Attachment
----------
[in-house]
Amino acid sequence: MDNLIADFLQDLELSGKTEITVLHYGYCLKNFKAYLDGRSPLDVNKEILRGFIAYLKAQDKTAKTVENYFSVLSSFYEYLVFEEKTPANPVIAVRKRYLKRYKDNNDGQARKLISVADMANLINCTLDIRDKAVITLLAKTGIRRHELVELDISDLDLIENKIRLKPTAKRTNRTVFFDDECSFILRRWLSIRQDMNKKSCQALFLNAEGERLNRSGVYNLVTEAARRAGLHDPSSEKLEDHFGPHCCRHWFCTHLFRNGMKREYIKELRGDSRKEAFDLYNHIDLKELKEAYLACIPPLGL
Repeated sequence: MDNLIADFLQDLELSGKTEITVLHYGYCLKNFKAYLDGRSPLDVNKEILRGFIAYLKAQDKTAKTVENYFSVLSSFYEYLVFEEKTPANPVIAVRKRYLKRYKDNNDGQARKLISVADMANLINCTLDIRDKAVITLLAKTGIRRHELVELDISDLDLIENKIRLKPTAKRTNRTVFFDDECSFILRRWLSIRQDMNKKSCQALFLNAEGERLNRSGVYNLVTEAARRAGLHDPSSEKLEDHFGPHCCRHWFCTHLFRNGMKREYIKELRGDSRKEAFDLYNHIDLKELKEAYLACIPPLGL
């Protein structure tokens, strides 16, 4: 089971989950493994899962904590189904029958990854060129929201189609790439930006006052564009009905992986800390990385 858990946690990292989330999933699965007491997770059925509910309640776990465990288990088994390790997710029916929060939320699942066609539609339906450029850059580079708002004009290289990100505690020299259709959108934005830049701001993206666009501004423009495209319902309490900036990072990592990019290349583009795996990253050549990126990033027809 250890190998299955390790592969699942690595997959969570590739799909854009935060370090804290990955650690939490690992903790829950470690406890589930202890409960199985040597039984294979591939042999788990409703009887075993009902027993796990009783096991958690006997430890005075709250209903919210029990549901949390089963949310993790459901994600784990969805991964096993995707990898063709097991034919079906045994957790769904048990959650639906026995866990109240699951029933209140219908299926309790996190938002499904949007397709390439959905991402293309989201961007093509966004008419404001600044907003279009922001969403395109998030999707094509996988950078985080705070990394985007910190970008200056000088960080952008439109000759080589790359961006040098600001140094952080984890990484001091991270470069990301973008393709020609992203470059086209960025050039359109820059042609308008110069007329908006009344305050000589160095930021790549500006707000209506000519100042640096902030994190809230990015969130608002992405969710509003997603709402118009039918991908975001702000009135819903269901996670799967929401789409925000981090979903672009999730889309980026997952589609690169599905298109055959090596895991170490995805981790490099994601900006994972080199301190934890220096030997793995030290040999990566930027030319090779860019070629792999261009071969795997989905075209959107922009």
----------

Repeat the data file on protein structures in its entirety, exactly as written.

[in-house]
Amino acid sequence: MDNLIADFLQDLELSGKTEITVLHYGYCLKNFKAYLDGRSPLDVNKEILRGFIAYLKAQDKTAKTVENYFSVLSSFYEYLVFEEKTPANPVIAVRKRYLKRYKDNNDGQARKLISVADMANLINCTLDIRDKAVITLLAKTGIRRHELVELDISDLDLIENKIRLKPTAKRTNRTVFFDDECSFILRRWLSIRQDMNKKSCQALFLNAEGERLNRSGVYNLVTEAARRAGLHDPSSEKLEDHFGPHCCRHWFCTHLFRNGMKREYIKELRGDSRKEAFDLYNHIDLKELKEAYLACIPPLGL
Repeated sequence: MDNLIADFLQDLELSGKTEITVLHYGYCLKNFKAYLDGRSPLDVNKEILRGFIAYLKAQDKTAKTVENYFSVLSSFYEYLVFEEKTPANPVIAVRKRYLKRYKDNNDGQARKLISVADMANLINCTLDIRDKAVITLLAKTGIRRHELVELDISDLDLIENKIRLKPTAKRTNRTVFFDDECSFILRRWLSIRQDMNKKSCQALFLNAEGERLNRSGVYNLVTEAARRAGLHDPSSEKLEDHFGPHCCRHWFCTHLFRNGMKREYIKELRGDSRKEAFDLYNHIDLKELKEAYLACIPPLGL
């Protein structure tokens, strides 16, 4: 089971989950493994899962904590189904029958990854060129929201189609790439930006006052564009009905992986800390990385 858990946690990292989330999933699965007491997770059925509910309640776990465990288990088994390790997710029916929060939320699942066609539609339906450029850059580079708002004009290289990100505690020299259709959108934005830049701001993206666009501004423009495209319902309490900036990072990592990019290349583009795996990253050549990126990033027809 250890190998299955390790592969699942690595997959969570590739799909854009935060370090804290990955650690939490690992903790829950470690406890589930202890409960199985040597039984294979591939042999788990409703009887075993009902027993796990009783096991958690006997430890005075709250209903919210029990549901949390089963949310993790459901994600784990969805991964096993995707990898063709097991034919079906045994957790769904048990959650639906026995866990109240699951029933209140219908299926309790996190938002499904949007397709390439959905991402293309989201961007093509966004008419404001600044907003279009922001969403395109998030999707094509996988950078985080705070990394985007910190970008200056000088960080952008439109000759080589790359961006040098600001140094952080984890990484001091991270470069990301973008393709020609992203470059086209960025050039359109820059042609308008110069007329908006009344305050000589160095930021790549500006707000209506000519100042640096902030994190809230990015969130608002992405969710509003997603709402118009039918991908975001702000009135819903269901996670799967929401789409925000981090979903672009999730889309980026997952589609690169599905298109055959090596895991170490995805981790490099994601900006994972080199301190934890220096030997793995030290040999990566930027030319090779860019070629792999261009071969795997989905075209959107922009």